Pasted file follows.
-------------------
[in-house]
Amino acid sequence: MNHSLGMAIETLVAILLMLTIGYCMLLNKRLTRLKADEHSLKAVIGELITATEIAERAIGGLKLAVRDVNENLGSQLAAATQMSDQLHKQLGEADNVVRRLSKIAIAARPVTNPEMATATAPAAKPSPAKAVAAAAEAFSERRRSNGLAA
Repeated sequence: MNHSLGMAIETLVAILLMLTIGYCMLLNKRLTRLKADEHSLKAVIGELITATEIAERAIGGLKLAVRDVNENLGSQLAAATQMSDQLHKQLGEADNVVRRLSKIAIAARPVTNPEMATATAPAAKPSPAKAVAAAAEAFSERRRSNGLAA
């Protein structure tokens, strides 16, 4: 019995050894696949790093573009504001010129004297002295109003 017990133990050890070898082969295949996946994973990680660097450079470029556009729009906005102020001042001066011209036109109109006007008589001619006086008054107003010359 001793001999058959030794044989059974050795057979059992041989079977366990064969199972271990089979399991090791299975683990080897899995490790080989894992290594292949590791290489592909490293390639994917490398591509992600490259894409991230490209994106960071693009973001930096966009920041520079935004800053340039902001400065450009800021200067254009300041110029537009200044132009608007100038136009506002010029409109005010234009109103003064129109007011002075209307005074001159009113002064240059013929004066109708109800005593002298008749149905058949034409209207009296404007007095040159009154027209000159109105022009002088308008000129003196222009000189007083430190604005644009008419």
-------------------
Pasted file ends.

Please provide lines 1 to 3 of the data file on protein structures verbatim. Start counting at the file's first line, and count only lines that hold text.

[in-house]
Amino acid sequence: MNHSLGMAIETLVAILLMLTIGYCMLLNKRLTRLKADEHSLKAVIGELITATEIAERAIGGLKLAVRDVNENLGSQLAAATQMSDQLHKQLGEADNVVRRLSKIAIAARPVTNPEMATATAPAAKPSPAKAVAAAAEAFSERRRSNGLAA
Repeated sequence: MNHSLGMAIETLVAILLMLTIGYCMLLNKRLTRLKADEHSLKAVIGELITATEIAERAIGGLKLAVRDVNENLGSQLAAATQMSDQLHKQLGEADNVVRRLSKIAIAARPVTNPEMATATAPAAKPSPAKAVAAAAEAFSERRRSNGLAA